What is Embodied Carbon?

In the fight against climate change, efforts are intensifying against the planet’s number one enemy – carbon dioxide. With respect to a building, there are two types of carbon emissions: operational carbon and embodied carbon. In this blog, we’ll be focusing on embodied carbon and why it is so important to focus on reducing it.
Embodied carbon: Carbon dioxide emitted during the manufacture, transport and construction of building materials.
Operational carbon: Carbon emitted during the operation of building, i.e.  heating, cooling, water use, lighting, fans, pumps, electricity and appliance use.
Embodied carbon refers to carbon dioxide emitted during the manufacture, transport and construction of building materials. Dire warnings from climate scientists are putting pressure on the building community to make sustainable changes. Traditionally, these changes focused on operational carbon, but recently, embodied carbon has been gaining attention as new construction continues to expand.
Embodied carbon emissions are fixed in place as soon as a building is complete, and can’t be improved upon once the building is finished. This is in contrast to operational carbon emissions, which can be reduced over time with efficiency renovations and the use of renewable energy. Therefore, industry professionals need a proactive plan to reduce embodied carbon emissions as reductions cannot be made later.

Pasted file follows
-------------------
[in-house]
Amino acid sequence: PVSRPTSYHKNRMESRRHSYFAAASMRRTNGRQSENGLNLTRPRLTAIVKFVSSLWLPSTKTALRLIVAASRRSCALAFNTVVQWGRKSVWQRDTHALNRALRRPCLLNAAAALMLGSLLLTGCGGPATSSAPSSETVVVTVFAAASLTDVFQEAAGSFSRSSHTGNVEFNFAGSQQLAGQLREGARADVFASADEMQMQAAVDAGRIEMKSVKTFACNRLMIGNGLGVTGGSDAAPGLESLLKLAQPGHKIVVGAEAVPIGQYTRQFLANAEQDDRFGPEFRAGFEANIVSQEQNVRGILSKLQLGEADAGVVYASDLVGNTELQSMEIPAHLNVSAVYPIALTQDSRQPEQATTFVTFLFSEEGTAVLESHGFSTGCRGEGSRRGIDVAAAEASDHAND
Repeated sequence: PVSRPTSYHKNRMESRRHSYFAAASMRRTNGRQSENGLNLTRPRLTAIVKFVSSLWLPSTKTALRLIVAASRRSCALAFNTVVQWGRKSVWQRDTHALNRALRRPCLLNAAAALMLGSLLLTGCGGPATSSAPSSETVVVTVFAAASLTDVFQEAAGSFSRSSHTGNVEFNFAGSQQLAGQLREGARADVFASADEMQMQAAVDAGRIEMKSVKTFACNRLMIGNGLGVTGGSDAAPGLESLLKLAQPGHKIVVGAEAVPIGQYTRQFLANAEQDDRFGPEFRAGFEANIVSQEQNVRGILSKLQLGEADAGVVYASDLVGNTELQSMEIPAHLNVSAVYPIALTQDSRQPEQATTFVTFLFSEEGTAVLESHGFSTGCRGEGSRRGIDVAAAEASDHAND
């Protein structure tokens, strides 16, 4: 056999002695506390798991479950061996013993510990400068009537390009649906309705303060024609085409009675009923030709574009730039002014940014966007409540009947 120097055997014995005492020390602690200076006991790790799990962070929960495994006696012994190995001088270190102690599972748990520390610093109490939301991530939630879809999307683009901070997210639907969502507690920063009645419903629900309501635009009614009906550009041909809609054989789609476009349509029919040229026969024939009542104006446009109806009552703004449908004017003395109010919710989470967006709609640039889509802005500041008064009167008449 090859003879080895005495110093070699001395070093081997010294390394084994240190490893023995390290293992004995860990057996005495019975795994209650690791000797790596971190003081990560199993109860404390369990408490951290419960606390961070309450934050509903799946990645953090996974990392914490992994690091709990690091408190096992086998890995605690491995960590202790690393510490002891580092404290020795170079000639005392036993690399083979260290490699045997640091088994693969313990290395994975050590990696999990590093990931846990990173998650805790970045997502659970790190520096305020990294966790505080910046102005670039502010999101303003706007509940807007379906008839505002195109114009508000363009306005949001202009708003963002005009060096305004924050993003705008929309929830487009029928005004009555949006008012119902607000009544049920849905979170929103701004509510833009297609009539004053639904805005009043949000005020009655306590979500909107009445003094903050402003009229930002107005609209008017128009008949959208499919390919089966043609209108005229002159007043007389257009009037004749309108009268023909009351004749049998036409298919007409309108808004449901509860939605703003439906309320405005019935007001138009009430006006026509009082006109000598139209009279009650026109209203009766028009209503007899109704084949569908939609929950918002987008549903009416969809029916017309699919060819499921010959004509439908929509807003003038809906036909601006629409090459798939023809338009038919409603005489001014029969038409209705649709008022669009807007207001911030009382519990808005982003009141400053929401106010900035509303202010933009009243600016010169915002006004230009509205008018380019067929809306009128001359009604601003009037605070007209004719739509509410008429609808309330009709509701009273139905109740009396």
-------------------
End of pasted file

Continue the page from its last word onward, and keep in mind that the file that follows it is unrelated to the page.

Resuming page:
Carbon Life Cycle of a Building

Life Cycle Analysis (LCA) is an important way to assess the sustainability of new building construction, as well as the carbon cost of maintaining, demolishing, or refurbishing existing buildings.

As you can see from this graphic, Operational Carbon only makes up a small percentage of a building's life cycle (Operation).  The Embodied Carbon that comes from extraction, transportation and manufacturing of raw building materials is a significant part of a building's life cycle.
Embodied carbon will be responsible for almost half of total new construction emissions between now and 2050.
Embodied Carbon Vs Operational Carbon
According to Architecture 2030, the building sector produces approximately 40 percent of annual global carbon emissions, with embodied carbon (in the form of materials and construction) accounting for  11 percent of global greenhouse gas emissions. While we cannot stop new construction, we can address embodied carbon throughout the process. For any new building, all stakeholders should consider ways to lower embodied carbon.
For example:
  • Select lower carbon alternatives: Some materials, like concrete, are known for their emissions. A ton of cement (the main ingredient in concrete) represents about a ton of greenhouse gas emissions. Instead, select materials with a lower carbon footprint.
  • Use whole-building life-cycle-assessments to understand the impacts of building materials over their entire life cycles.
  • Choose materials from local sources: Generally, the shorter distance a material travels, the lower its embodied emissions will be. However, not all transport is equal, and the method of transportation may have an impact.
Between now and 2060, the world’s population will be doubling the amount of building floorspace; that’s the equivalent of building an entire New York City every month for 40 years. 
With this massive increase in construction, we see the urgent role embodied carbon plays. The construction industry should be ready to adapt existing solutions and find new ways to reduce embodied energy as new construction accelerates across the globe.